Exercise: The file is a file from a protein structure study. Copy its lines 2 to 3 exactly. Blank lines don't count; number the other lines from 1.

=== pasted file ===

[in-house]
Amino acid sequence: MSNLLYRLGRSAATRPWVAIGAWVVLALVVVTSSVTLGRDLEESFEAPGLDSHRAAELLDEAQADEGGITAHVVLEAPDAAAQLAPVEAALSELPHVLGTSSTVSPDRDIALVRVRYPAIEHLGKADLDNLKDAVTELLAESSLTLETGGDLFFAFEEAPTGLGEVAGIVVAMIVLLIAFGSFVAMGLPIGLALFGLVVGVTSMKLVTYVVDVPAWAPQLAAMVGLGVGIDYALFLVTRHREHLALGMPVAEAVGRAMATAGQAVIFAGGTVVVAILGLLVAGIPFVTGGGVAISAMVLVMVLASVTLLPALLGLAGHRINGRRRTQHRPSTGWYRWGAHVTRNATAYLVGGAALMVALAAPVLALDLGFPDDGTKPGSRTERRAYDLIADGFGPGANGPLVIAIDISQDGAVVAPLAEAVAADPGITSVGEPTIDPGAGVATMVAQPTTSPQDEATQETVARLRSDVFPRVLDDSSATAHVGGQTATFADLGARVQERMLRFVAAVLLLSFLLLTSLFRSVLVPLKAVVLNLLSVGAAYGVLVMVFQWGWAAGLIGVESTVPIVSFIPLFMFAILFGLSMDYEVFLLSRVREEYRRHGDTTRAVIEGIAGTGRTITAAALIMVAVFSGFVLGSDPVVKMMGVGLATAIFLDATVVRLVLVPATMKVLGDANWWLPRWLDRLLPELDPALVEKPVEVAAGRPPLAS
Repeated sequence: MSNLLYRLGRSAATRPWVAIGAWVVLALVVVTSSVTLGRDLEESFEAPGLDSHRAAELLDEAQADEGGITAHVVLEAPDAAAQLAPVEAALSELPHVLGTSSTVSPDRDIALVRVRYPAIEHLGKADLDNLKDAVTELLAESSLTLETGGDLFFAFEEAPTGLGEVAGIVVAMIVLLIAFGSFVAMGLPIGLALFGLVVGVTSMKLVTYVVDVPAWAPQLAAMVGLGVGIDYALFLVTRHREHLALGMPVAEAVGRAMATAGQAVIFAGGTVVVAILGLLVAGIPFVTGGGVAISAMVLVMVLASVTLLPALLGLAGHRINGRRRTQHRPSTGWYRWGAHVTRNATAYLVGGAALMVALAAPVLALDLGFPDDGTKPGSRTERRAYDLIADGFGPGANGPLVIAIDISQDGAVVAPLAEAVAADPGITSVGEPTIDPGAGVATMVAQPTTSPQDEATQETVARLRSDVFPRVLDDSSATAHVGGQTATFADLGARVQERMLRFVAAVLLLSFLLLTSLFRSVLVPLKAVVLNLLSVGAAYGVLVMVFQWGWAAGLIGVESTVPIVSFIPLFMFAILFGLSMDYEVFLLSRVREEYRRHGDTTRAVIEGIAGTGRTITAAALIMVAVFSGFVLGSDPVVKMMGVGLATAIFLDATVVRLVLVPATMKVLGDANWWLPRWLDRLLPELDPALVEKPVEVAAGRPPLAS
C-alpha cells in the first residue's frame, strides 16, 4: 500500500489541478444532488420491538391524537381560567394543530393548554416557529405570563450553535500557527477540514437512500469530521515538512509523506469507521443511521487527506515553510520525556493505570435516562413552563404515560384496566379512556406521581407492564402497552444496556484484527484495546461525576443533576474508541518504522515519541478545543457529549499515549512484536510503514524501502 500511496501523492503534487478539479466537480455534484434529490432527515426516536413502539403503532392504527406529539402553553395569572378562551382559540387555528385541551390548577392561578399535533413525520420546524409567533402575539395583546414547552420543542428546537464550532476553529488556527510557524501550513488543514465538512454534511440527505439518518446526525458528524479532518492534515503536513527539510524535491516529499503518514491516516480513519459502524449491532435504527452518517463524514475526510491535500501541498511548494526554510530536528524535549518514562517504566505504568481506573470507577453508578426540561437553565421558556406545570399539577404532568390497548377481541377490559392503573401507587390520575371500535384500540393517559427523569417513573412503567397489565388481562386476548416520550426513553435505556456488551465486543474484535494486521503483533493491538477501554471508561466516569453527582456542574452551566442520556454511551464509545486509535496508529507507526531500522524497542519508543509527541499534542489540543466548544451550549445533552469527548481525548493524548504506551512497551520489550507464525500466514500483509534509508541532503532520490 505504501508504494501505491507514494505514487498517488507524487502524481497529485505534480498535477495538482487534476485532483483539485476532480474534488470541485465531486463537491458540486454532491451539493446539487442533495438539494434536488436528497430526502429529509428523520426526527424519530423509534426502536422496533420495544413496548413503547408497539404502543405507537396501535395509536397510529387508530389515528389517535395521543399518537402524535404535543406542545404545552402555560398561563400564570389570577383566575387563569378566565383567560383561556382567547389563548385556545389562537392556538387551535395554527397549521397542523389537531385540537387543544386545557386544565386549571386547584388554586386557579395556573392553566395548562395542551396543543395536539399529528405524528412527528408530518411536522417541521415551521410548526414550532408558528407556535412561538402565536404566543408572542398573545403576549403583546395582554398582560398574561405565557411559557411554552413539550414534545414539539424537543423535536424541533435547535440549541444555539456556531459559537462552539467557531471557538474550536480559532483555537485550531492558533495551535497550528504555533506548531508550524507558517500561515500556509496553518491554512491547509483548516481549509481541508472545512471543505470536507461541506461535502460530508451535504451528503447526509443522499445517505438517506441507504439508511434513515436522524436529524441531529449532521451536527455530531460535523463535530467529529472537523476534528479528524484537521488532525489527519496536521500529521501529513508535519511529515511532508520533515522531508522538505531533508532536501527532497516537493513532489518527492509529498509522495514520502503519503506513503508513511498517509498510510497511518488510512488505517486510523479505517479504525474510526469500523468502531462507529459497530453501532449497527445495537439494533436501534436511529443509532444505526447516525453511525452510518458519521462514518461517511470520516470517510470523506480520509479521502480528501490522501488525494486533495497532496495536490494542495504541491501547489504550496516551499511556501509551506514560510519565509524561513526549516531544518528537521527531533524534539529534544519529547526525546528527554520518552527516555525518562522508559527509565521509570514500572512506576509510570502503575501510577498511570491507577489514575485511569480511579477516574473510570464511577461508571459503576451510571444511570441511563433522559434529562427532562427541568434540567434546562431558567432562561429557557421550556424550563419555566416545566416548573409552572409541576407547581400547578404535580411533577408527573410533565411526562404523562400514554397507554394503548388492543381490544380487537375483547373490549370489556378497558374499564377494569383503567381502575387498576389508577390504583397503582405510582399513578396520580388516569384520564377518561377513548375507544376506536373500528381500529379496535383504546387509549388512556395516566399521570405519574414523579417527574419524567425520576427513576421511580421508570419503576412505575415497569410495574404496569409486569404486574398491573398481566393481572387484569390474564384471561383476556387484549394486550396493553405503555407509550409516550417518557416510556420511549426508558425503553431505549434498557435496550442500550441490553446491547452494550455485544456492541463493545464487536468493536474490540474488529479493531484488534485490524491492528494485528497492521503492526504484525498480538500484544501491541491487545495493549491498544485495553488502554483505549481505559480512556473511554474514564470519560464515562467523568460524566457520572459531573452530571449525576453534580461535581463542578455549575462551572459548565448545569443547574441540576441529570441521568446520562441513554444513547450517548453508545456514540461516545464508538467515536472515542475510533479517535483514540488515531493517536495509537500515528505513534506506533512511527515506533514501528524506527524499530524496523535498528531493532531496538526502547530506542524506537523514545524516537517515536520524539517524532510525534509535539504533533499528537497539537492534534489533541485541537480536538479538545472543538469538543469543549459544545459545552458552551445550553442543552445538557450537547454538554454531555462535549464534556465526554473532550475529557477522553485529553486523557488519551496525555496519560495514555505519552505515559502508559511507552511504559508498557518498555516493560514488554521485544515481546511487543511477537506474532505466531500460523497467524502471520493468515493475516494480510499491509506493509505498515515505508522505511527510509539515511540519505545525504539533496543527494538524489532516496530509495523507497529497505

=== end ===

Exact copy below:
Amino acid sequence: MSNLLYRLGRSAATRPWVAIGAWVVLALVVVTSSVTLGRDLEESFEAPGLDSHRAAELLDEAQADEGGITAHVVLEAPDAAAQLAPVEAALSELPHVLGTSSTVSPDRDIALVRVRYPAIEHLGKADLDNLKDAVTELLAESSLTLETGGDLFFAFEEAPTGLGEVAGIVVAMIVLLIAFGSFVAMGLPIGLALFGLVVGVTSMKLVTYVVDVPAWAPQLAAMVGLGVGIDYALFLVTRHREHLALGMPVAEAVGRAMATAGQAVIFAGGTVVVAILGLLVAGIPFVTGGGVAISAMVLVMVLASVTLLPALLGLAGHRINGRRRTQHRPSTGWYRWGAHVTRNATAYLVGGAALMVALAAPVLALDLGFPDDGTKPGSRTERRAYDLIADGFGPGANGPLVIAIDISQDGAVVAPLAEAVAADPGITSVGEPTIDPGAGVATMVAQPTTSPQDEATQETVARLRSDVFPRVLDDSSATAHVGGQTATFADLGARVQERMLRFVAAVLLLSFLLLTSLFRSVLVPLKAVVLNLLSVGAAYGVLVMVFQWGWAAGLIGVESTVPIVSFIPLFMFAILFGLSMDYEVFLLSRVREEYRRHGDTTRAVIEGIAGTGRTITAAALIMVAVFSGFVLGSDPVVKMMGVGLATAIFLDATVVRLVLVPATMKVLGDANWWLPRWLDRLLPELDPALVEKPVEVAAGRPPLAS
Repeated sequence: MSNLLYRLGRSAATRPWVAIGAWVVLALVVVTSSVTLGRDLEESFEAPGLDSHRAAELLDEAQADEGGITAHVVLEAPDAAAQLAPVEAALSELPHVLGTSSTVSPDRDIALVRVRYPAIEHLGKADLDNLKDAVTELLAESSLTLETGGDLFFAFEEAPTGLGEVAGIVVAMIVLLIAFGSFVAMGLPIGLALFGLVVGVTSMKLVTYVVDVPAWAPQLAAMVGLGVGIDYALFLVTRHREHLALGMPVAEAVGRAMATAGQAVIFAGGTVVVAILGLLVAGIPFVTGGGVAISAMVLVMVLASVTLLPALLGLAGHRINGRRRTQHRPSTGWYRWGAHVTRNATAYLVGGAALMVALAAPVLALDLGFPDDGTKPGSRTERRAYDLIADGFGPGANGPLVIAIDISQDGAVVAPLAEAVAADPGITSVGEPTIDPGAGVATMVAQPTTSPQDEATQETVARLRSDVFPRVLDDSSATAHVGGQTATFADLGARVQERMLRFVAAVLLLSFLLLTSLFRSVLVPLKAVVLNLLSVGAAYGVLVMVFQWGWAAGLIGVESTVPIVSFIPLFMFAILFGLSMDYEVFLLSRVREEYRRHGDTTRAVIEGIAGTGRTITAAALIMVAVFSGFVLGSDPVVKMMGVGLATAIFLDATVVRLVLVPATMKVLGDANWWLPRWLDRLLPELDPALVEKPVEVAAGRPPLAS